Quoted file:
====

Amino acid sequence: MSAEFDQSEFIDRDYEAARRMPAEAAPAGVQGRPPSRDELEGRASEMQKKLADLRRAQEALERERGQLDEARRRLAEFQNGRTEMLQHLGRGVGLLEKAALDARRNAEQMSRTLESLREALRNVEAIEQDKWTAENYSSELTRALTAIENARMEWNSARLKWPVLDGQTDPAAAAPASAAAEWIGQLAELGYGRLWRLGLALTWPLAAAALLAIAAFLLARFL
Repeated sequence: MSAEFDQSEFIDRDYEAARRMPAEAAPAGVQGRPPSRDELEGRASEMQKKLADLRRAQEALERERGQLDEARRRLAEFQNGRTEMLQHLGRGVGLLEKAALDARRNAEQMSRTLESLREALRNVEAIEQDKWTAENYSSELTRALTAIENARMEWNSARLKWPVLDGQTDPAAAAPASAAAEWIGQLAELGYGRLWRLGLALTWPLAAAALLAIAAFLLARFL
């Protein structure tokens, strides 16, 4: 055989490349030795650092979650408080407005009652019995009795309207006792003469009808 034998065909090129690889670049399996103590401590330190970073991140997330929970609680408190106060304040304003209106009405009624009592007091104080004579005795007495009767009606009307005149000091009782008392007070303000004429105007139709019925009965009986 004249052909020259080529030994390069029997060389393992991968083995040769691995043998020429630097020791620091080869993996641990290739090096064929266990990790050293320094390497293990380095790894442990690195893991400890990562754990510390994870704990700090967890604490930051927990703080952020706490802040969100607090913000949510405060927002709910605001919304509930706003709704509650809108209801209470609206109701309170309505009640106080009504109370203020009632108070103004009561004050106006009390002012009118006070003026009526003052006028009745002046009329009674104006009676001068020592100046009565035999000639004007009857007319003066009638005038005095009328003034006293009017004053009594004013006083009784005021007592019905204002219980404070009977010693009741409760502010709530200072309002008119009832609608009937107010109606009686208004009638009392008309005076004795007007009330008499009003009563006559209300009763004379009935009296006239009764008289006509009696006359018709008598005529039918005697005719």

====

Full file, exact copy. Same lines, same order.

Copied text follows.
Amino acid sequence: MSAEFDQSEFIDRDYEAARRMPAEAAPAGVQGRPPSRDELEGRASEMQKKLADLRRAQEALERERGQLDEARRRLAEFQNGRTEMLQHLGRGVGLLEKAALDARRNAEQMSRTLESLREALRNVEAIEQDKWTAENYSSELTRALTAIENARMEWNSARLKWPVLDGQTDPAAAAPASAAAEWIGQLAELGYGRLWRLGLALTWPLAAAALLAIAAFLLARFL
Repeated sequence: MSAEFDQSEFIDRDYEAARRMPAEAAPAGVQGRPPSRDELEGRASEMQKKLADLRRAQEALERERGQLDEARRRLAEFQNGRTEMLQHLGRGVGLLEKAALDARRNAEQMSRTLESLREALRNVEAIEQDKWTAENYSSELTRALTAIENARMEWNSARLKWPVLDGQTDPAAAAPASAAAEWIGQLAELGYGRLWRLGLALTWPLAAAALLAIAAFLLARFL
């Protein structure tokens, strides 16, 4: 055989490349030795650092979650408080407005009652019995009795309207006792003469009808 034998065909090129690889670049399996103590401590330190970073991140997330929970609680408190106060304040304003209106009405009624009592007091104080004579005795007495009767009606009307005149000091009782008392007070303000004429105007139709019925009965009986 004249052909020259080529030994390069029997060389393992991968083995040769691995043998020429630097020791620091080869993996641990290739090096064929266990990790050293320094390497293990380095790894442990690195893991400890990562754990510390994870704990700090967890604490930051927990703080952020706490802040969100607090913000949510405060927002709910605001919304509930706003709704509650809108209801209470609206109701309170309505009640106080009504109370203020009632108070103004009561004050106006009390002012009118006070003026009526003052006028009745002046009329009674104006009676001068020592100046009565035999000639004007009857007319003066009638005038005095009328003034006293009017004053009594004013006083009784005021007592019905204002219980404070009977010693009741409760502010709530200072309002008119009832609608009937107010109606009686208004009638009392008309005076004795007007009330008499009003009563006559209300009763004379009935009296006239009764008289006509009696006359018709008598005529039918005697005719």